(before we added the shields)

(and after)

I am thankful for recycled items all coming together for this sweet project! I had to smile when my third grader said how she had never made anything this special before! That made all the time and effort  and improvising worth it. Oh, and the extra cups of coffee I drank that day to use up that half and half for the carton. *wink*

If you want to make one of these little recycled viking ships yourself, here are some basic directions.

You will need:

  • One quart container for two ships. I used a half and half container.
  • ruler, pen
  • Masking Tape
  • Paint, we had to make brown out of red, yellow and blue paints, since we did not have brown, but wanted that color. You can mix that, too, by adding 3 parts red, one part yellow and one quarter part blue.
  • 5 skewers
  • one dowel, cut in half
  • fabric scraps or paper for the sail
  • paper, brown and plain white printer
  • watercolors (optional)
  • string or twine of any kind, if desired 

The first thing you will need to do is cut your quart container in half lengthwise. Next, you will cover the sides of your container with masking tape. This will make it easier to paint.

You will use your brown paper to cut both a dragon head and tail for each boat. You will need two of each for each boat. You will attach these to your container with masking tape.
Now you will be ready to paint your ships. We choose brown, but you can use any colors, or even just leave the tan masking tape and use tan heads and tails. 

While the containers were drying we took that time to use watercolors and paint circles we cut out of white paper for the shields. 

We created oars out of skewers, and added them to the ships through punched holes, added little punched out ovals to the ends. We alternated the oar holes with the shields that all painted and dried.

Lastly, a sail was added. Ours was created with scrap fabric, dowels cut in half and rigged with twine. We kept it simple, but you could elaborate on this idea and make a working sail, if you wished to.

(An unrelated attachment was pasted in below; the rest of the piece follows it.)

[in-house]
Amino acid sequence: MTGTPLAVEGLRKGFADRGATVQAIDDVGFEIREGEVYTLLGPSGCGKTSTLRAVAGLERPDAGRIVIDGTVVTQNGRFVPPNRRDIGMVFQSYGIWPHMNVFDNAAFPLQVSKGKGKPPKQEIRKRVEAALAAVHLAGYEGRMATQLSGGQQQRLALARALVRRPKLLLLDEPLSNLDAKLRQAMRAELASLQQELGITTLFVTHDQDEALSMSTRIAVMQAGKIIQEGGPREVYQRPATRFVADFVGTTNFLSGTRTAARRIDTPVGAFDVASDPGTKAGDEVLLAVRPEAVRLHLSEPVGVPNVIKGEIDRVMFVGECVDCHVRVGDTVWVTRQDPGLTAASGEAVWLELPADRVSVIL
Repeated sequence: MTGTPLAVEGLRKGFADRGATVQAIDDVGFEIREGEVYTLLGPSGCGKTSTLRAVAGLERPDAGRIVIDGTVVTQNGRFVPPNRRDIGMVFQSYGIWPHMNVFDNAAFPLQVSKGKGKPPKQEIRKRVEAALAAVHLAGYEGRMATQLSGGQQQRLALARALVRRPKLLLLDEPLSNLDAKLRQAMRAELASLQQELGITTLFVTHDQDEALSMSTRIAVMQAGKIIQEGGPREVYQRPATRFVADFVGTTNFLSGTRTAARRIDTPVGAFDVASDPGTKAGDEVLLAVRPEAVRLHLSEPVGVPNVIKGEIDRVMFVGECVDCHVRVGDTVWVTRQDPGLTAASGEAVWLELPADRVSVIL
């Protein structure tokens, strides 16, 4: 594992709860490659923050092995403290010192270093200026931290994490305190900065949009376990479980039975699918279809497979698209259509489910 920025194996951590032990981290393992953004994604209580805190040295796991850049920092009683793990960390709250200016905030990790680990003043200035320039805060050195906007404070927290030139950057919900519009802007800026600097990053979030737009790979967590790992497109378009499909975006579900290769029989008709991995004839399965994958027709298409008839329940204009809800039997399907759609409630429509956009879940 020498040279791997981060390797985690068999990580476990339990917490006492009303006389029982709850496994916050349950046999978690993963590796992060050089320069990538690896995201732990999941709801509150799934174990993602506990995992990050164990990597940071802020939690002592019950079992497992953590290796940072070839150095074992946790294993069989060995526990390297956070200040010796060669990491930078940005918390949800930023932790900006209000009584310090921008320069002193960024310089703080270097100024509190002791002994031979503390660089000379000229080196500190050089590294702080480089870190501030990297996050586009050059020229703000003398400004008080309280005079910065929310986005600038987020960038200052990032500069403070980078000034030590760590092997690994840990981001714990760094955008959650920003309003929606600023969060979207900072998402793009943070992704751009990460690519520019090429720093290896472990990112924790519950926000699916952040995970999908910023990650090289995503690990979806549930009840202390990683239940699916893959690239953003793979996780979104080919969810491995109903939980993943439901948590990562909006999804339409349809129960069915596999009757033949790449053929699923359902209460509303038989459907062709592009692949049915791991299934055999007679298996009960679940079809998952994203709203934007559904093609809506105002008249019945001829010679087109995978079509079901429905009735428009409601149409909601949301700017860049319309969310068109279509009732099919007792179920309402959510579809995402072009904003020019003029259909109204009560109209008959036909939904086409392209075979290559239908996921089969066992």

also,  we watched Veggie Tales Lyle the Kindly Viking and How to Train Your Dragon, just for fun to finish off our studies


Math was a lot of fun, but I will not lie, I am really excited for when we have our math station up in a few months. I really needed more time and finances to complete that area of our school room. We are truly taking this slow and steady and that will be a blessing when we take a jump to Math U See mid year. I am treating this season of math as a "warm up" and a booster of confidence and it seems to be starting just as I was hoping.


We are starting handwriting with chalkboards and chalk for practice and tactile fun,
then we move into our workbooks. The girls are going to practice both printing more clearly and moving onto cursive writing, which will be a wonderful gift to them in a time when that is becoming a dying art. 

 In the next couple of weeks we will start adding in our English, Primary Lesson Languages and Spelling By Sound and Structure for Solenne. One thing I have learned over the years is that it is far too easy to get burned out quickly, so starting slow and steady helps prevent this in the long run.

Now on to Columbus... make sure you come back next week to see how we are adventuring!

Thursday, October 2, 2014

Our Homeschool Room

Today I want to share with you a little bit about our homeschool room and how it came together perfectly with a small budget and a lot of creativity. I will add that we are truly blessed with amazing friends that made this a reality with all of the love, support, encouragement and helping hands we received to pull this off, just in time for learning.